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A new configuration of the Zeiss LSM 510 for simultaneous optical separation of green and red fluorescent protein pairs

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Anderson,  Kurt I
Max Planck Institute of Molecular Cell Biology and Genetics, Max Planck Society;

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Sanderson,  Jeremy
Max Planck Institute of Molecular Cell Biology and Genetics, Max Planck Society;

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Gerwig,  Silke
Max Planck Institute of Molecular Cell Biology and Genetics, Max Planck Society;

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Peychl,  Jan
Max Planck Institute of Molecular Cell Biology and Genetics, Max Planck Society;

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Citation

Anderson, K. I., Sanderson, J., Gerwig, S., & Peychl, J. (2006). A new configuration of the Zeiss LSM 510 for simultaneous optical separation of green and red fluorescent protein pairs. Cytometry A, 69(8), 920-929.


Cite as: https://hdl.handle.net/21.11116/0000-0001-1005-7
Abstract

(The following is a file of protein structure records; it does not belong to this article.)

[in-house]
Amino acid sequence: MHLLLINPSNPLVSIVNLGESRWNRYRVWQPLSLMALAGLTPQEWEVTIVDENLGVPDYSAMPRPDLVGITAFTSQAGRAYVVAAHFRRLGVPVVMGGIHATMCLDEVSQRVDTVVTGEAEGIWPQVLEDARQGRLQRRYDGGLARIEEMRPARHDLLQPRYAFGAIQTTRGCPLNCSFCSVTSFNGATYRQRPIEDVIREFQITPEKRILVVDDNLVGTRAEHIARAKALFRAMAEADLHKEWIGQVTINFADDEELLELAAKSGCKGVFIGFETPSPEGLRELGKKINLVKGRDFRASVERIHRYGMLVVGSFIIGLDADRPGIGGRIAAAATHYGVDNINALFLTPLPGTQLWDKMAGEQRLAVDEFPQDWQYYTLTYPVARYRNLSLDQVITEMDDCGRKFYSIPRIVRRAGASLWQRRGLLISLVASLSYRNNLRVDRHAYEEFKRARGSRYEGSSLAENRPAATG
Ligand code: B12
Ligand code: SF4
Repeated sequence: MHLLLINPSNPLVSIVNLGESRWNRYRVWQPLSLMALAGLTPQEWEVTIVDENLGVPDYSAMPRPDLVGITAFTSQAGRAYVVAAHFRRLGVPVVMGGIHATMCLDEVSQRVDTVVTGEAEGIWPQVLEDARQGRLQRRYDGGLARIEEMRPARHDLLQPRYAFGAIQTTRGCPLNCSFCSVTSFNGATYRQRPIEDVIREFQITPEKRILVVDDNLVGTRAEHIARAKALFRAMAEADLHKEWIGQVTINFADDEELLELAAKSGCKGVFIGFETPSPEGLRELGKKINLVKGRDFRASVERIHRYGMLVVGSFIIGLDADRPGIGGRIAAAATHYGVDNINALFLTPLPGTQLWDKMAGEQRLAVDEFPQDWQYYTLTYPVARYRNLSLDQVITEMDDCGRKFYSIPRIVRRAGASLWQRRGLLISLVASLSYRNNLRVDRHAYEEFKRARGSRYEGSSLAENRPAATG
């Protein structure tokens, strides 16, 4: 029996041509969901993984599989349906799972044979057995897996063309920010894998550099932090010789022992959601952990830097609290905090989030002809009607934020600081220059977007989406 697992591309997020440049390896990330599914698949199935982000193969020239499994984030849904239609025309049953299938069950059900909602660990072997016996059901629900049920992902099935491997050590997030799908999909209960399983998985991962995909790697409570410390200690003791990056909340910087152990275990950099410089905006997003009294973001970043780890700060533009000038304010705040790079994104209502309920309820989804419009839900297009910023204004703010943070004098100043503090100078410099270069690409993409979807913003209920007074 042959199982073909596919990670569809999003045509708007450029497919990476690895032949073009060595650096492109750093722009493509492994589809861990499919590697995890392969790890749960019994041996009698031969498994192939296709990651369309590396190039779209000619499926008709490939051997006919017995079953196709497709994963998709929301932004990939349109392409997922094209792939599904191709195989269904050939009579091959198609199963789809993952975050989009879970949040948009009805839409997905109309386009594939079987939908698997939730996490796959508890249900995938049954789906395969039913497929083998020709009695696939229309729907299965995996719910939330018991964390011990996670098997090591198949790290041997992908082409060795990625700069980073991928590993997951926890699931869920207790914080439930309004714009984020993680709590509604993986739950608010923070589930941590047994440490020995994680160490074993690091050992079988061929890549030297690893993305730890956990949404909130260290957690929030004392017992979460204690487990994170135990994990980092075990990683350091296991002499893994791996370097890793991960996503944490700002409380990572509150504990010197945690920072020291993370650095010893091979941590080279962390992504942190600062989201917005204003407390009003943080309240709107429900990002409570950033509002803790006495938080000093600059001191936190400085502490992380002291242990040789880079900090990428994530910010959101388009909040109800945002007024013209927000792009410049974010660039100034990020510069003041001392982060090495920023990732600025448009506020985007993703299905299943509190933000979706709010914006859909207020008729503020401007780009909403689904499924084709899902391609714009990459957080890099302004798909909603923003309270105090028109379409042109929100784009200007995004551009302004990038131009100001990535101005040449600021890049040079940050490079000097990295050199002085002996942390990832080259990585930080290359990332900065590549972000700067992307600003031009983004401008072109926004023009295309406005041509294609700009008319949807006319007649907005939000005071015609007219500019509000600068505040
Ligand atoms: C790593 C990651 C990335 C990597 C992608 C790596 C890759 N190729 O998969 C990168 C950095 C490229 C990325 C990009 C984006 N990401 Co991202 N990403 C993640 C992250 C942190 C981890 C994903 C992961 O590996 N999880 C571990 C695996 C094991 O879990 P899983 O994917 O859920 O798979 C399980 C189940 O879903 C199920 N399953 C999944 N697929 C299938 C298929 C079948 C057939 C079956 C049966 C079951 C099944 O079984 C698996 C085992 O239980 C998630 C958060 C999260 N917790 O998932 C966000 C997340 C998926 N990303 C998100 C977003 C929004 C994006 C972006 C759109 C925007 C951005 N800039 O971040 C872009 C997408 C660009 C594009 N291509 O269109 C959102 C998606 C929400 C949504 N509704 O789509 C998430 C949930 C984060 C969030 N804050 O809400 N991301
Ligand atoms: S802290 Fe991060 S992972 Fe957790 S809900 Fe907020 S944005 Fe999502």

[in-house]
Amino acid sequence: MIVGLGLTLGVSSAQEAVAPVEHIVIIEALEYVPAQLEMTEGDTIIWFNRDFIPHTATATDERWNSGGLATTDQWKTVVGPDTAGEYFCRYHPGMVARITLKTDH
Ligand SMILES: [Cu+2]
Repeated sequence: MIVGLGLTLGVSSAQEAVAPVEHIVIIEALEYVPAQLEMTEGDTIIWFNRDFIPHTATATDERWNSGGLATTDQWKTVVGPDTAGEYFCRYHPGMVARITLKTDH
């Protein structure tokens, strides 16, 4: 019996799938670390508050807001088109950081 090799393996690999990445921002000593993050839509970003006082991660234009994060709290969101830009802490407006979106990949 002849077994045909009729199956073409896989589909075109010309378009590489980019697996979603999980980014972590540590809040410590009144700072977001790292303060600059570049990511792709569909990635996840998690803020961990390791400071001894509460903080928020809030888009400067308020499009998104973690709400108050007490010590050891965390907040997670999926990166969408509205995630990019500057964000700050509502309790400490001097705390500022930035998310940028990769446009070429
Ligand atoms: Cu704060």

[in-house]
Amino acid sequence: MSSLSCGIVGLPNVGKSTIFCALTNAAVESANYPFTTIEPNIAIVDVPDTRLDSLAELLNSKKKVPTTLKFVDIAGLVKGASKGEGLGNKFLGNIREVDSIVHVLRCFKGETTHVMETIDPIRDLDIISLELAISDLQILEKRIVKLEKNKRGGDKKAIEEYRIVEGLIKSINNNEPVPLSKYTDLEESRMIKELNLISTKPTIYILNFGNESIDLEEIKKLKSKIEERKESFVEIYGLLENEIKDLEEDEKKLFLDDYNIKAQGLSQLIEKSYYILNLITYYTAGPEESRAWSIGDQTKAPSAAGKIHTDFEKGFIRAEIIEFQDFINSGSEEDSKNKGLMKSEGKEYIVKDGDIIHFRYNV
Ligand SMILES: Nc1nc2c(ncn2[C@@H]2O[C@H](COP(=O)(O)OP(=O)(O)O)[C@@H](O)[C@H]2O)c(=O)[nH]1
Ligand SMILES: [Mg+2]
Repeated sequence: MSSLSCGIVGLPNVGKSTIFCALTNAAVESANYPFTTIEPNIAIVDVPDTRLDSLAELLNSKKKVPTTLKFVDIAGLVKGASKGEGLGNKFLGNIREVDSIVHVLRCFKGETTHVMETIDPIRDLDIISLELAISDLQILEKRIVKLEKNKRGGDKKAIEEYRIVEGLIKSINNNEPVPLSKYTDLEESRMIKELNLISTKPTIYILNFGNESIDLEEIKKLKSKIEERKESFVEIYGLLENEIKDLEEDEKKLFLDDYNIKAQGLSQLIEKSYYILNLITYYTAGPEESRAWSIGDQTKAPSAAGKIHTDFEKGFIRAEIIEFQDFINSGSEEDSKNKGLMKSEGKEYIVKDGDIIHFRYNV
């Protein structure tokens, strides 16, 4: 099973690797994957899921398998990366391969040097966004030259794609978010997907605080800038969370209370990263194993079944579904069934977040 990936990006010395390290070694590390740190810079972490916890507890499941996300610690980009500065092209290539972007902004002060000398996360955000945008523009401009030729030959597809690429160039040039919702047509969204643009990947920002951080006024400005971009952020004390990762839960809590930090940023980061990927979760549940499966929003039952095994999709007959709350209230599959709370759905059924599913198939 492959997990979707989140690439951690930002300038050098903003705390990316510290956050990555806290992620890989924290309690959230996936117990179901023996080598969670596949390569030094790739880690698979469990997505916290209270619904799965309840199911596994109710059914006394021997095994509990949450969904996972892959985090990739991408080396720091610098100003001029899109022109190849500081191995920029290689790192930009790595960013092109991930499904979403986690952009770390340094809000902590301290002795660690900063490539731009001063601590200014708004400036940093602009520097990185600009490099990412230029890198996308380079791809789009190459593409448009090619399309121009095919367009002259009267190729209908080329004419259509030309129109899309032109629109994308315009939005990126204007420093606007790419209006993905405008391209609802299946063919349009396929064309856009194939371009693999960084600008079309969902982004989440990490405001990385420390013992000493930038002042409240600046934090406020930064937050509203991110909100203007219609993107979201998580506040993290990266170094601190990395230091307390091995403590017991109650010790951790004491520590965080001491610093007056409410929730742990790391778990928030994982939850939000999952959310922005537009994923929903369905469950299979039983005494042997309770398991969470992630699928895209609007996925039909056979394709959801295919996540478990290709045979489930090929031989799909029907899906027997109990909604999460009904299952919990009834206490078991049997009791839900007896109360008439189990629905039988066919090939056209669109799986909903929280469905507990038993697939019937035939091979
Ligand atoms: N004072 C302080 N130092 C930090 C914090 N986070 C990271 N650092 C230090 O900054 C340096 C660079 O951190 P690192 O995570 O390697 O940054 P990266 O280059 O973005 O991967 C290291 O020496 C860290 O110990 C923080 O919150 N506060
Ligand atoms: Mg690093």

The power and simplicity of genetically encoded fluorophores (fluorescent proteins, FPs) have drawn many molecular biologists to light microscopy. First generation FPs suffered from overlapping excitation and emission spectra, which limited their use together in pairs (Patterson et al., J Cell Sci 2001;114 (Part 5):837-838). Image acquisition and processing techniques, collectively known as linear unmixing, have been developed to separate overlapping fluorescence signals encountered in the imaging of FP pairs and also in FRET. These specialized techniques are not without their potential drawbacks, including limitations on sensitivity and time-resolution for live cell imaging, and the risk of artifact in the hands of nonspecialists. With the advent of a new generation of red-shifted FPs (Shaner et al., Nat Biotechnol 2004;22:1567-1572; Verkhusha and Lukyanov, Nat Biotechnol 2004;22:289-296) careful selection of excitation sources and emission filters obviate the need for linear unmixing when simple two channel imaging of FPs is required. Here we introduce a new configuration of the Zeiss LSM 510 laser scanning confocal microscope, optimized for live cell imaging of green fluorescent protein (GFP) together with spectral variants such as mRFP1 and mCherry using standard photo-multipliers. A 2 mW, 594 nm HeNe laser was chosen as the excitation source for the red FP. This wavelength efficiently excites the aforementioned red variants without limiting the detection range of GFP emission during simultaneous two-channel imaging. Compared to excitation of GFP and mCherry at 488 and 543 nm, excitation at 488 and 594 nm approximately doubles the sensitivity of GFP detection and eliminates bleed-through of GFP into the mCherry channel. However, sensitivity of mCherry detection is decreased by 30%, suggesting the need for red FPs having longer emission peaks. Practical advantages to the simultaneous optical separation of FPs with nonoverlapping emission spectra include simplicity, robustness, reduced risk of artifact, and increased sensitivity during live cell imaging.